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Katherine Morton

Katherine Morton: An Editor’s Top 3

Speech bubble with the text "Top 3: Rules, Tools, Channels" on a red background.

In this series, experienced editors reflect on their top 3 tools, rules and suggestions for clients and colleagues.

Katherine Morton is an Editors Canada certified copy editor. She has been editing throughout her more than 20-year career and has been freelance editing for the past few years. With a Master of Business Administration and a former career as an international nongovernment organization executive in program management, operations and strategy, Katherine is an expert in efficiency and organization. She edits academic, government, nonprofit and corporate materials, often for multilingual writers. When she isn’t simplifying and clarifying content for her clients, she’s outside running, cycling, hiking or swimming.

Katherine will present a productivity-centred session at the 2024 Editors Canada conference, Present Progressive: Passion, Precision and Purpose, which will be held June 21–23 in Vancouver, B.C. Register now so you can attend “Acceptable Error and Productivity Rates and Top 10 Tips for Increasing Productivity”!

Top 3 professional tools you can’t work without

1. Paul Beverley’s macros are free and help editors save time. I especially like his macros that analyze documents. 

2. I think almost every copy editor I know uses PerfectIt, a consistency checker that helps editors save time and catch those small sneaky issues.

3. Text expanders, like Phrase Express, also help editors save time. With simple keyboard shortcuts, you can type your signature line or your entire contract template. 

Top 3 marketing channels you enjoy using

1. I like LinkedIn because I can share posts, link my website and connect with colleagues. I can also grow my network — of both clients and colleagues — quickly.

2. My website is the hub for my experience, certifications, portfolio, blogs, training and contact information.

3. I enjoy participating in the many Facebook groups for editors. We support and help one another, and we also refer each other to potential jobs.

Top 3 life-work balance rules

1. We are more productive if we take breaks. I work in sprints of about one and a half hours with five-minute to one-hour breaks.

2. While taking a break, I exercise. I have some quick stretching and strengthening exercises I do every day. While on a longer break, I often go for a run.

3. On my breaks, I also try to eat well. I love healthy, nutritious food, so I take the time to prepare yummy meals that I can save and eat over a few days, and I ensure there are healthy snacks around, like whole fruit and raw nuts.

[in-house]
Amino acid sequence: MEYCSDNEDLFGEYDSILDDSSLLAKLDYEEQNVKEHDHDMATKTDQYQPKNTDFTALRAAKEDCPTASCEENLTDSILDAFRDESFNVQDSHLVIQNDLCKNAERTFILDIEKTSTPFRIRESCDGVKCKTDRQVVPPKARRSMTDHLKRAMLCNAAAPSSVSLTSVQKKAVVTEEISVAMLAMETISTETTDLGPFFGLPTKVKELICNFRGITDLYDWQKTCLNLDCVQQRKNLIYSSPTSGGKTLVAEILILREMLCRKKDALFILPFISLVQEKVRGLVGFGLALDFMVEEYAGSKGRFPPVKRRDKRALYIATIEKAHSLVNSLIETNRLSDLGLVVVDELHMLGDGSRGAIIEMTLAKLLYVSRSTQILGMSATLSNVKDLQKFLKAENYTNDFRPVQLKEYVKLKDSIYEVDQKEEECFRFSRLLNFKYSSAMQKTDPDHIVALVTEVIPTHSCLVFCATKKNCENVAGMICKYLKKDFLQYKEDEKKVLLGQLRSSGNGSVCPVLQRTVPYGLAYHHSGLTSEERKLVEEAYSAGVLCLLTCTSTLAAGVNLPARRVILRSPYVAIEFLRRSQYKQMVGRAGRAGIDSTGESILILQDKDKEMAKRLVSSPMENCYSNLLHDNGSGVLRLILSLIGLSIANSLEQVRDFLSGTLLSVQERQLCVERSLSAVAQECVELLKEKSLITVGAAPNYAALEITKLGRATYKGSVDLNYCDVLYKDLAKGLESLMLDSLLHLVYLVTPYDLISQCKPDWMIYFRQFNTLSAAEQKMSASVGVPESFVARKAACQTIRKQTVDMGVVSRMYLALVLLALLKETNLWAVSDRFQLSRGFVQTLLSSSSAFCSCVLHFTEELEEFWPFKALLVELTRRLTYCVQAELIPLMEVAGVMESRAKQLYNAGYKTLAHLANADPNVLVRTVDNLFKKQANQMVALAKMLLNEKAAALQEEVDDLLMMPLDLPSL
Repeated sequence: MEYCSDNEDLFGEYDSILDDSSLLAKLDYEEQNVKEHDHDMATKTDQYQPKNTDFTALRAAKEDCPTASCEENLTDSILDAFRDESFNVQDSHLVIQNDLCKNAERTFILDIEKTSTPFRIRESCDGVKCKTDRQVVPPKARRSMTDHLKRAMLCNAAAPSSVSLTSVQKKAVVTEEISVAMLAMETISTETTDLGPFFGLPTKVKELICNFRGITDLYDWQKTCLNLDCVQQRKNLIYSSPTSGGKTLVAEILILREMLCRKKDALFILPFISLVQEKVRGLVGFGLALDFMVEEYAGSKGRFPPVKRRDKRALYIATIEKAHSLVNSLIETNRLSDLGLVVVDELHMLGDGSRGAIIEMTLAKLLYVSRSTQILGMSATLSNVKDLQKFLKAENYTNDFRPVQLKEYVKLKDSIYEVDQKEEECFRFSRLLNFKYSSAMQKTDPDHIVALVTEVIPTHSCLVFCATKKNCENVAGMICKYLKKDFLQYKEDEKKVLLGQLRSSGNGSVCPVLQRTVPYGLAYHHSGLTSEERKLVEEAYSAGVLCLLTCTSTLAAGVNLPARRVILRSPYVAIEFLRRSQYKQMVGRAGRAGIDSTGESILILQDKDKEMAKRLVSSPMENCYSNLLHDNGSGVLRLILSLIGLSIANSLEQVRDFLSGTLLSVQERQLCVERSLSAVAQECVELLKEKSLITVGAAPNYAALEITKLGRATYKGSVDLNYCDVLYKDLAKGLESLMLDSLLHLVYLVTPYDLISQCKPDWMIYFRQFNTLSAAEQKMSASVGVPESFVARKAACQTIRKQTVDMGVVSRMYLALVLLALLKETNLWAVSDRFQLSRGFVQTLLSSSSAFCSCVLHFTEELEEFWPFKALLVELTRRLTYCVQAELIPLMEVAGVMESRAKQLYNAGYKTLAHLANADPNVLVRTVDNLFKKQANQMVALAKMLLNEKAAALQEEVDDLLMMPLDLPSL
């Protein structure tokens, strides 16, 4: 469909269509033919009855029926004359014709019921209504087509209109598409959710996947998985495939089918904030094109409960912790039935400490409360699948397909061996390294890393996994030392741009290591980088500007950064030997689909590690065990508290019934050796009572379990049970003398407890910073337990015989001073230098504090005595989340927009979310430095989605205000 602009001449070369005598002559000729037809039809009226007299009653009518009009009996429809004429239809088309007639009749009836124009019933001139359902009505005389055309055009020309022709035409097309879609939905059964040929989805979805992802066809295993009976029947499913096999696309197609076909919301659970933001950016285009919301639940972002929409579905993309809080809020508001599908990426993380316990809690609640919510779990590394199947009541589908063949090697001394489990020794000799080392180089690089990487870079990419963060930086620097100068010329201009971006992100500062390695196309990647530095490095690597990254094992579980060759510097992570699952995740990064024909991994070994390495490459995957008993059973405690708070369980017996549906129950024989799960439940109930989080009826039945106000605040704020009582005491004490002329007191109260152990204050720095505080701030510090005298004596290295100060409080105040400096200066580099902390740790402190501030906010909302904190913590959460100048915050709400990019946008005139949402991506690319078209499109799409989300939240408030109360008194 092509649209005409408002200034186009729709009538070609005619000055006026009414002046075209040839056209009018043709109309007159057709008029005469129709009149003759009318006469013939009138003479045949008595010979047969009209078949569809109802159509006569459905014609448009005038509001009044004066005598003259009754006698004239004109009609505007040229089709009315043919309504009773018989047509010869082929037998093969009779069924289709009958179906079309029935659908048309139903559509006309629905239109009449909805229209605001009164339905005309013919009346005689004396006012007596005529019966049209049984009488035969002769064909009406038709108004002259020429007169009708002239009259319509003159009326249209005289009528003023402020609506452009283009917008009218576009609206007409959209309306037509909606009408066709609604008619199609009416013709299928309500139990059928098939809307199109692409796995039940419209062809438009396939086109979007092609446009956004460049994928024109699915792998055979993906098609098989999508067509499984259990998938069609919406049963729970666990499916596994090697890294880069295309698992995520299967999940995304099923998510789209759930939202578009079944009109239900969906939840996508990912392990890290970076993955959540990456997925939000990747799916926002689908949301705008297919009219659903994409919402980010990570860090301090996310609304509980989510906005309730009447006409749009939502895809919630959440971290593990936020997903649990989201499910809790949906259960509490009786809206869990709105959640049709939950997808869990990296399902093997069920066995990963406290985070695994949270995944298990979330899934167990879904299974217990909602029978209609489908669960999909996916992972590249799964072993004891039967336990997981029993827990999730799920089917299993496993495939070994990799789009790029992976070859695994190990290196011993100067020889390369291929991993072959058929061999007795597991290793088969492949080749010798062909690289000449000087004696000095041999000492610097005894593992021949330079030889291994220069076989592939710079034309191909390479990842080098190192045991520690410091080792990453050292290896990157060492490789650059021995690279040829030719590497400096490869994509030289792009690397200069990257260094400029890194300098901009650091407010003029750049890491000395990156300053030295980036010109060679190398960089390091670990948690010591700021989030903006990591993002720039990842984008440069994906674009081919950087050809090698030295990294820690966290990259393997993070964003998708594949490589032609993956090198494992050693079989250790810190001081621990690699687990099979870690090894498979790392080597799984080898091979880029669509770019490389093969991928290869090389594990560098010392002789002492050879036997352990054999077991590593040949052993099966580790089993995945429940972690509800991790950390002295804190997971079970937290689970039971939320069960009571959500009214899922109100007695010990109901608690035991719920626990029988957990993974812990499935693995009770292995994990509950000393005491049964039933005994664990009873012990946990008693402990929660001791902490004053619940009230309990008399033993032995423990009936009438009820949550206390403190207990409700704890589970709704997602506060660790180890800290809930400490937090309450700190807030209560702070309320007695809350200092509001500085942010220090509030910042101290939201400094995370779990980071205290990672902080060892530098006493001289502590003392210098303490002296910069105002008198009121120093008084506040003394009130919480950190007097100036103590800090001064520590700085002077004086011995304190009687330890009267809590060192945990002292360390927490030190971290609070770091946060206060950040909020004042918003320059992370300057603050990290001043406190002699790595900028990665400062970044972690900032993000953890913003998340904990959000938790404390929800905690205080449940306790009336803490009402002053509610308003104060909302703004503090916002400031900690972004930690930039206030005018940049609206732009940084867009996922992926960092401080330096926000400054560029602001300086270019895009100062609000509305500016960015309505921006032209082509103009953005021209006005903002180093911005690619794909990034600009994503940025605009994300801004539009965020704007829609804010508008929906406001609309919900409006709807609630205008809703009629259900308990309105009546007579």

Top 3 suggestions for authors/clients you work with

1. My job is to bring out the best in my clients’ writing. To do that, I need an adequate amount of time.

2. My job is to know what level of editing my client needs. Some people request proofreading when they need copy editing. It’s okay for the client to not know the difference, but as the editor, I’ll provide advice to make the document the best it can be.

3. English is hard. We’re a team. Together we’ll make a great product.

Top 3 suggestions for new editors/freelancers

1. Network, network, network. We work in a wonderful community of people who help each other. Many of us are introverts, but we don’t necessarily work alone. I am constantly and gratefully amazed at the support I receive through this community.

2. Keep learning. There is always more to learn, no matter how much of an expert you are. Participate in professional development, take courses and attend webinars.

3. The best way you can network and learn is through volunteering with your editing association. 

Top 3 things you’re looking forward to at Editors 24: Present Progressive

1. Networking. See #1 above. 😉

2. Learning. See #2 above. 😉

3. Having fun. How pleasurable it will be to personally connect with my peers, share some puns and have a party!

Bonus — One recent industry trend that inspires you

The plain language standard: ISO 24495-1:2023. Plain language is not new, but the ISO standard is — it was published in June 2023. I have been a plain language proponent since before I knew the term “plain language.”

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Previous post from Katherine Morton: Collaborating on a Webinar: Two Editors’ Perspectives (with Letitia Henville)

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